In this composition course, students practice advanced argumentative essay writing with a focus on research, critical analysis of the research, thesis presentation, and defense. During the semester students write several research essays on various topics using both traditional and new information technologies.

GAM255 Project II For Designers

This project is divided into two semesters and focuses on the creation of a simple real-time game or simulation with 2D graphics (3D games are not allowed in this course). Students will either work in teams made up only of BA in Game Design students or with students from GAM 200. BA in Game Design -only teams may use commercial game engines, middleware, or other libraries that teams with GAM 200 students may not use. Additional topics may include basic software architecture, essential development practices, fundamentals of team dynamics, and task prioritization methods.

GAT250 2D Game Design

This course focuses on designing and implementing games using a 2D engine. Students work to create several original games in common genres, such as platformers, shooters, brawlers, or puzzle games. Topics may include aesthetics, level construction, enemy placement, resource placement, player guidance, player controls, scripting, and game mechanics in 2D.

Semester 5
ART260 Graphic Design, User Experience, and Input

Students explore elements of visual design and apply them to computer user interfaces. They analyse various types of sensory interfaces and improve their skills in creating representations of information valuable to a system user. Additionally, emphasis is be placed on the overall enjoyment of the user experience, plus consideration towards relating the user experience to the theme of the game or system. Students learn how to use various industry-standard languages related to prototype interfaces.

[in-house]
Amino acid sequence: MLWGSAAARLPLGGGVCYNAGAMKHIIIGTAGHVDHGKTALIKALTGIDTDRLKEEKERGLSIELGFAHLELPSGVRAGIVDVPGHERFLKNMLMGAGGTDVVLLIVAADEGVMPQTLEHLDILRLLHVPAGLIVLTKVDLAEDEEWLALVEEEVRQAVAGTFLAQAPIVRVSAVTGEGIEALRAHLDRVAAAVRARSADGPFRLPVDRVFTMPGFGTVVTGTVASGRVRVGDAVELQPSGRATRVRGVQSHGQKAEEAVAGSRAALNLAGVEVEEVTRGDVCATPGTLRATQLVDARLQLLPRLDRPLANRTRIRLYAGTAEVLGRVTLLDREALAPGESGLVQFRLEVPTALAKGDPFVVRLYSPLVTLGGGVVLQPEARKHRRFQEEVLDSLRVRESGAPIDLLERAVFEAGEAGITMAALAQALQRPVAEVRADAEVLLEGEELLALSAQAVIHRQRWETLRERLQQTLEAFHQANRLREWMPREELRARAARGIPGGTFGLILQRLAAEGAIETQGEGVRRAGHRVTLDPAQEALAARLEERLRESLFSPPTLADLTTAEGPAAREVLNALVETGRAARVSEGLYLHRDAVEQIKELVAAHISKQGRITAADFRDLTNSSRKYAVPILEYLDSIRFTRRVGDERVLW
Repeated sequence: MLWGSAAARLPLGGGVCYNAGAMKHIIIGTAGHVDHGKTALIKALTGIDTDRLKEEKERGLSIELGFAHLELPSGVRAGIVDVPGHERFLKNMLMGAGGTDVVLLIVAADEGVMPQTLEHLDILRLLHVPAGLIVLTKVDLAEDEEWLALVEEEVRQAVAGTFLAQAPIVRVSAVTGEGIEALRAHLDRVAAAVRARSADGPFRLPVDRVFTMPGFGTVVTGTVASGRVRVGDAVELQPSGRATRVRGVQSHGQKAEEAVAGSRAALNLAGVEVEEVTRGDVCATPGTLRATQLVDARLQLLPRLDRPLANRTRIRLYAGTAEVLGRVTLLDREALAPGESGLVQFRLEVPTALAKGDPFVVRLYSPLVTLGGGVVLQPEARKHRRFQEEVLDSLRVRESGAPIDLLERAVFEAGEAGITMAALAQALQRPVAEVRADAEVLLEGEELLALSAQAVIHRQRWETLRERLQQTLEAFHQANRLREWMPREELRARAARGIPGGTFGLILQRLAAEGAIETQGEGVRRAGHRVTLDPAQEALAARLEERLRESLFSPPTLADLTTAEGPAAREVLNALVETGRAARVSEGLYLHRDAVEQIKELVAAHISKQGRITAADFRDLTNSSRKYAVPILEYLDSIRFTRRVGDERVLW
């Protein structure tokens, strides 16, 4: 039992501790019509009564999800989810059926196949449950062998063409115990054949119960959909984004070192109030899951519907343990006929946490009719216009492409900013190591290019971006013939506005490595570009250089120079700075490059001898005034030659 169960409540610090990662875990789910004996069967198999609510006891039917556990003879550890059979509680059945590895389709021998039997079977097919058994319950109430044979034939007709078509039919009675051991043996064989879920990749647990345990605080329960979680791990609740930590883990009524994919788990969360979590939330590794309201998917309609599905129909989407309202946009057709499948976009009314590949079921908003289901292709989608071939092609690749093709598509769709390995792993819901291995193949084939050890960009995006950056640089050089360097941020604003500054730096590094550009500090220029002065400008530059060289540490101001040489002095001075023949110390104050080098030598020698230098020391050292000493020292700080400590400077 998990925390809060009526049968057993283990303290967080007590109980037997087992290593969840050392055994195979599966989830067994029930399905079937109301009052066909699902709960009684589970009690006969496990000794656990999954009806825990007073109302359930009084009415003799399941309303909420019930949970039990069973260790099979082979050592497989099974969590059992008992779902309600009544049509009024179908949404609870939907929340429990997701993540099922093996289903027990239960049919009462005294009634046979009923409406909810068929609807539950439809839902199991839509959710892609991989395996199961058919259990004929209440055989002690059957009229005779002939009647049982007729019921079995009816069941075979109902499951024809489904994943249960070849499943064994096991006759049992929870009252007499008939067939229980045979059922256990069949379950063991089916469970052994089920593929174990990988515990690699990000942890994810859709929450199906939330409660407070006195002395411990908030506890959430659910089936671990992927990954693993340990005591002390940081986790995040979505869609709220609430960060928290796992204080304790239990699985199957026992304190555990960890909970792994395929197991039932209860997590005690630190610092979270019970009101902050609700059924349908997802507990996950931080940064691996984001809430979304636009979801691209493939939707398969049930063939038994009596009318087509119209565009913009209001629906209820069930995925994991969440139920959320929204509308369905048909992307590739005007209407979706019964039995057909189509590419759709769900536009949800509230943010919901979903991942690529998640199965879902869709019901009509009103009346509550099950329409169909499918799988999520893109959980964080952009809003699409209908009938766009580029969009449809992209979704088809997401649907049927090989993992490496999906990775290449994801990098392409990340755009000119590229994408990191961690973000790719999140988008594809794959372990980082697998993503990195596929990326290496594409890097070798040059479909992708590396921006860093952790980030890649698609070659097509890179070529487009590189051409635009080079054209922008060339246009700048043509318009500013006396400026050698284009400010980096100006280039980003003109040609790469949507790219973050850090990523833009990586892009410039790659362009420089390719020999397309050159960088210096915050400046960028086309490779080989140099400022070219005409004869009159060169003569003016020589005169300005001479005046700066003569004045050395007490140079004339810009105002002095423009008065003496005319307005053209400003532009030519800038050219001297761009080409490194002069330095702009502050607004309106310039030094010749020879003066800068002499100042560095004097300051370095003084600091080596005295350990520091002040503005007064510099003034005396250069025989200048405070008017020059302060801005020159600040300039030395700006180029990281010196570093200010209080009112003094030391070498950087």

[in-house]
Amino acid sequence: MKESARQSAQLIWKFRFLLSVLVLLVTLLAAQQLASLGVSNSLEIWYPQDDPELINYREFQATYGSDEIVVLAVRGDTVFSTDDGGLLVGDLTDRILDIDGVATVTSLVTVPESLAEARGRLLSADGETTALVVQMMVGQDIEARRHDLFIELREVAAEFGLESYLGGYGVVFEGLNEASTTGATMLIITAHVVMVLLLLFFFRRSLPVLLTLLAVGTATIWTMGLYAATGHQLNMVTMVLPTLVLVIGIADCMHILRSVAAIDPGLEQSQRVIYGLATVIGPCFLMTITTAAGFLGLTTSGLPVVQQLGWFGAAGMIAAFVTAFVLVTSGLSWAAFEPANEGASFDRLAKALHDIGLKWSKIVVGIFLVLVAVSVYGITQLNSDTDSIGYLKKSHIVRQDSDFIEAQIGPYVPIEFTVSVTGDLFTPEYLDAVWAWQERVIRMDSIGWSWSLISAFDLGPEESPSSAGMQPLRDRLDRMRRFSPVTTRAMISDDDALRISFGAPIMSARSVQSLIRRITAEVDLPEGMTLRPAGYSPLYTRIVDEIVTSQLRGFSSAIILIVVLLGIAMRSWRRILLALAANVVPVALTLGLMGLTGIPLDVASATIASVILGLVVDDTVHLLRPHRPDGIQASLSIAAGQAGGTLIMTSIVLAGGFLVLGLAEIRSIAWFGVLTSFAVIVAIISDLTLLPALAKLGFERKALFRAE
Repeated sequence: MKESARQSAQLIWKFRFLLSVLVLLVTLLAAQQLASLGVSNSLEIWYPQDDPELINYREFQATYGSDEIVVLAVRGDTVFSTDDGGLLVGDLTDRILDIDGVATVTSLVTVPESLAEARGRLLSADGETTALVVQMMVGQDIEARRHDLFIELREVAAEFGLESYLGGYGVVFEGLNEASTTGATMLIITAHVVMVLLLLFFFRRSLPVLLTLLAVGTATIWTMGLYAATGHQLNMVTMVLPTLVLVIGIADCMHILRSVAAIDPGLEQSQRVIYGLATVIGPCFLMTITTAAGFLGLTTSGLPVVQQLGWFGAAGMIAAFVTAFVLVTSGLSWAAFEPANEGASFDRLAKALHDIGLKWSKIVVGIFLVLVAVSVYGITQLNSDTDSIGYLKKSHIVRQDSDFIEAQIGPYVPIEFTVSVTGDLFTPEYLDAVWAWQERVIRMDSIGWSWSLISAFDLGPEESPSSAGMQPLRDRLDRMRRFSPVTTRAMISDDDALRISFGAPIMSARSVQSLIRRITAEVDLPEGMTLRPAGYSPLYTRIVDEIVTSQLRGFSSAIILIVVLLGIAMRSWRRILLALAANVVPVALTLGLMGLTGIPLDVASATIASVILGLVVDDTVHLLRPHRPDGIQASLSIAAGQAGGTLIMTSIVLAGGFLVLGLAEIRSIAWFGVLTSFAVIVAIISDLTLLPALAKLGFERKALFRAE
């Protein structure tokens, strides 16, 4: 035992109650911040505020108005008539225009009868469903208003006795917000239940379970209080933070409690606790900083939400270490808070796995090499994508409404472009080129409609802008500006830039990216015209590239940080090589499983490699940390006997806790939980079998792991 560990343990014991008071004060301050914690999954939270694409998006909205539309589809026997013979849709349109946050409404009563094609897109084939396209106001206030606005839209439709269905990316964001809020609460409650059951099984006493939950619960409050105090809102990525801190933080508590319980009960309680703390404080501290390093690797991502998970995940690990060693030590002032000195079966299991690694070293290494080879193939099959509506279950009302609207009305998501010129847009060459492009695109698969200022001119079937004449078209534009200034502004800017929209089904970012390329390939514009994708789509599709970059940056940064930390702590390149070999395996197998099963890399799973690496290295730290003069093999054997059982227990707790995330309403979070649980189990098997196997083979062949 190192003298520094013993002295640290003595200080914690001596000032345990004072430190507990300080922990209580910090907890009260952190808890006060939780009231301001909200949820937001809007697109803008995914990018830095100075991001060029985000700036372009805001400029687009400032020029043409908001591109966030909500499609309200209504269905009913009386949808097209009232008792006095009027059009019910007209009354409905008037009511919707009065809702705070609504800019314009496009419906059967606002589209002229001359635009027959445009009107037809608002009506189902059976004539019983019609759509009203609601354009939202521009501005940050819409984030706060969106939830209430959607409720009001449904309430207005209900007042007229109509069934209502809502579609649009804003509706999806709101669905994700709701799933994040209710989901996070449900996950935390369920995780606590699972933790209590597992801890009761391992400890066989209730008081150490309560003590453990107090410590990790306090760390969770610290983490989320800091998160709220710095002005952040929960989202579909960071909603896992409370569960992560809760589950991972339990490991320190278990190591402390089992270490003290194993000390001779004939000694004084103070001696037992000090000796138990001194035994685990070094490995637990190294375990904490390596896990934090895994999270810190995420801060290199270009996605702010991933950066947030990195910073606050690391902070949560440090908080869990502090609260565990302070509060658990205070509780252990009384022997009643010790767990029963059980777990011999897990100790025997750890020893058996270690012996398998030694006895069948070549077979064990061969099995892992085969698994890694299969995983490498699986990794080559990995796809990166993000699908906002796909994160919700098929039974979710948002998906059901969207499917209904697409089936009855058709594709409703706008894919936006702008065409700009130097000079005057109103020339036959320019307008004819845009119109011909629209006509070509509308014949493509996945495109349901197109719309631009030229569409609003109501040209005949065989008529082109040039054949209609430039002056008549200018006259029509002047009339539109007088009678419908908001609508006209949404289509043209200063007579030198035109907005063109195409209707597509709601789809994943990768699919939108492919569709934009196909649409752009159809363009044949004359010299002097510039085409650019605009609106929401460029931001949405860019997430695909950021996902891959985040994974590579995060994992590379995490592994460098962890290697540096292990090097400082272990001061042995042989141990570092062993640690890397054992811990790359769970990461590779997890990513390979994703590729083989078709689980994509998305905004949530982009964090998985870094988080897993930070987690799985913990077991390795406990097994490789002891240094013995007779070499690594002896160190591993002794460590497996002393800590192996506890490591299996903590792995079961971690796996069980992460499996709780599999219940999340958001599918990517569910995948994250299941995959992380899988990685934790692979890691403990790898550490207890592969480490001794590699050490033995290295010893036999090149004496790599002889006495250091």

FLM151 Visual Language and Film Analysis

Animation is ultimately “film making,” and animators should learn from the many classics on how to effectively bring various film production elements together. Students review several films and study how the relationships between scripts, cameras, lighting, sets, production design, sound, acting, costumes, props, directing, and production lead to successful visual stories. They also examine the fundamental theories underlying visual storytelling. Understanding the creative processes utilized by these influential filmmakers provides insight into how students may improve their own animations.

GAM302 Project III for Game Designers

This project is divided into two semesters and focuses on the design of an advanced real-time game or simulation. Students work in teams either made up only of designers or with students from GAM300. Designer-only teams can use commercial game engines, middleware, or other libraries that teams with GAM300 students cannot. Additional topics may include online portfolios, effective presentations, managing scope, and advanced team dynamics.

GAT251 2D Game Design II

This course focuses on designing and implementing some of the more complicated types of 2D games, such as role-playing games, strategy games, or economic games. Students work to create several original games in these genres, including one in the genre of their choice. Topics may include character advancement, inventory, strategic balance, diplomacy, trading, and real-time economic systems.

MUS115 Fundamentals of Music and Sound Design OR Electives

This course offers an introduction to the fundamentals of music and sound design, and an overview of the production of music and sound for animation, film, and video games. Topics include music notation, key, meter, rhythm, melody, harmony, texture, tempo, genre and form; historical musical styles; dialog and timing; and digital audio production methods and technique

OR

**any course from the Elective Requirements list.

A 200 level or higher elective of the student’s choice from any department at DigiPen Institute of Technology Singapore

NA

Semester 6
ART300 Perspective, Backgrounds, and Layouts

This course explores the animation pre-production skills of background and layout art. Students review classical depth cue and perspective systems and apply this knowledge to the creation of animation backgrounds and layouts. Additionally, students explore means of using drawing to create camera lens illusions, architectural space, theatrical sets, level design, matte painting, and surface texture. The course emphasizes professional applications, techniques, and standards of quality. The work completed in this course serves as pre-production design for PRJ 300, PRJ 350, or ANI 300.

ECN100 Introduction To Economics

This course introduces the fundamentals of micro- and macroeconomics. Topics may include supply and demand, competition, market efficiency, auctions, barter, monopolies, externalities, welfare, unemployment, growth, inflation, interest rates, exchange rates, and budget deficits.

GAM352 Project III for Game Designers